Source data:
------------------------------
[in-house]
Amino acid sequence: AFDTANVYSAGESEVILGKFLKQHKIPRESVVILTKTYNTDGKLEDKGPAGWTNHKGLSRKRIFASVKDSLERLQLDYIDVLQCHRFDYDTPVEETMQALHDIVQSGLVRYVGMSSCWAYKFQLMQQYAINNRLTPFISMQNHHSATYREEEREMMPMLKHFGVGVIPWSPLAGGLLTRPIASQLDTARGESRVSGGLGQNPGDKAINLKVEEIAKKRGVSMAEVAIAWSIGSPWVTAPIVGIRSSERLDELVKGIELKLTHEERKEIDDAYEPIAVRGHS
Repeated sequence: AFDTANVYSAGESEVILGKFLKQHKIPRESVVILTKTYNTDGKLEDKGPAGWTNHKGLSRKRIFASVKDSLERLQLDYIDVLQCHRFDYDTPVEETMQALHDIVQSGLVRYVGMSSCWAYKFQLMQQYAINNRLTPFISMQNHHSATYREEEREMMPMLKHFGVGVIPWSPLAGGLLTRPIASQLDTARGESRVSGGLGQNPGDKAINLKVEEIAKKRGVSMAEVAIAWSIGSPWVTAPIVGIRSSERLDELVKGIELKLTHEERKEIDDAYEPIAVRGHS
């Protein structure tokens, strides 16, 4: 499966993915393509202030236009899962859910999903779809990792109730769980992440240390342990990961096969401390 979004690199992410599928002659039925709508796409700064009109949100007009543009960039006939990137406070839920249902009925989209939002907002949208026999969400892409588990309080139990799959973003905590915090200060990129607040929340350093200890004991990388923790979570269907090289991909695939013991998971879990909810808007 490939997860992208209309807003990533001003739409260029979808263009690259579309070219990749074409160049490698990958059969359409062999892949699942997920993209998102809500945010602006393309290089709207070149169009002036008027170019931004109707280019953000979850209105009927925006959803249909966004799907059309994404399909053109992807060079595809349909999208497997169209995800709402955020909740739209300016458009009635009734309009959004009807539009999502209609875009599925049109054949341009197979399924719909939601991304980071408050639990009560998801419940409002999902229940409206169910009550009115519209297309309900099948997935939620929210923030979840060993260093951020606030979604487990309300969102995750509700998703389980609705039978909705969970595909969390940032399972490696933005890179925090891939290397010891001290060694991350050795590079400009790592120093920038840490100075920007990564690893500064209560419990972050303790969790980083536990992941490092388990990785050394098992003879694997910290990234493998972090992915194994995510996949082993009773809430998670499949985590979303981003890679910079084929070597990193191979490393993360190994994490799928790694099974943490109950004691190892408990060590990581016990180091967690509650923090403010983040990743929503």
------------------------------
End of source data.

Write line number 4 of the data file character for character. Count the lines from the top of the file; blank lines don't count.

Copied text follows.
């Protein structure tokens, strides 16, 4: 499966993915393509202030236009899962859910999903779809990792109730769980992440240390342990990961096969401390 979004690199992410599928002659039925709508796409700064009109949100007009543009960039006939990137406070839920249902009925989209939002907002949208026999969400892409588990309080139990799959973003905590915090200060990129607040929340350093200890004991990388923790979570269907090289991909695939013991998971879990909810808007 490939997860992208209309807003990533001003739409260029979808263009690259579309070219990749074409160049490698990958059969359409062999892949699942997920993209998102809500945010602006393309290089709207070149169009002036008027170019931004109707280019953000979850209105009927925006959803249909966004799907059309994404399909053109992807060079595809349909999208497997169209995800709402955020909740739209300016458009009635009734309009959004009807539009999502209609875009599925049109054949341009197979399924719909939601991304980071408050639990009560998801419940409002999902229940409206169910009550009115519209297309309900099948997935939620929210923030979840060993260093951020606030979604487990309300969102995750509700998703389980609705039978909705969970595909969390940032399972490696933005890179925090891939290397010891001290060694991350050795590079400009790592120093920038840490100075920007990564690893500064209560419990972050303790969790980083536990992941490092388990990785050394098992003879694997910290990234493998972090992915194994995510996949082993009773809430998670499949985590979303981003890679910079084929070597990193191979490393993360190994994490799928790694099974943490109950004691190892408990060590990581016990180091967690509650923090403010983040990743929503």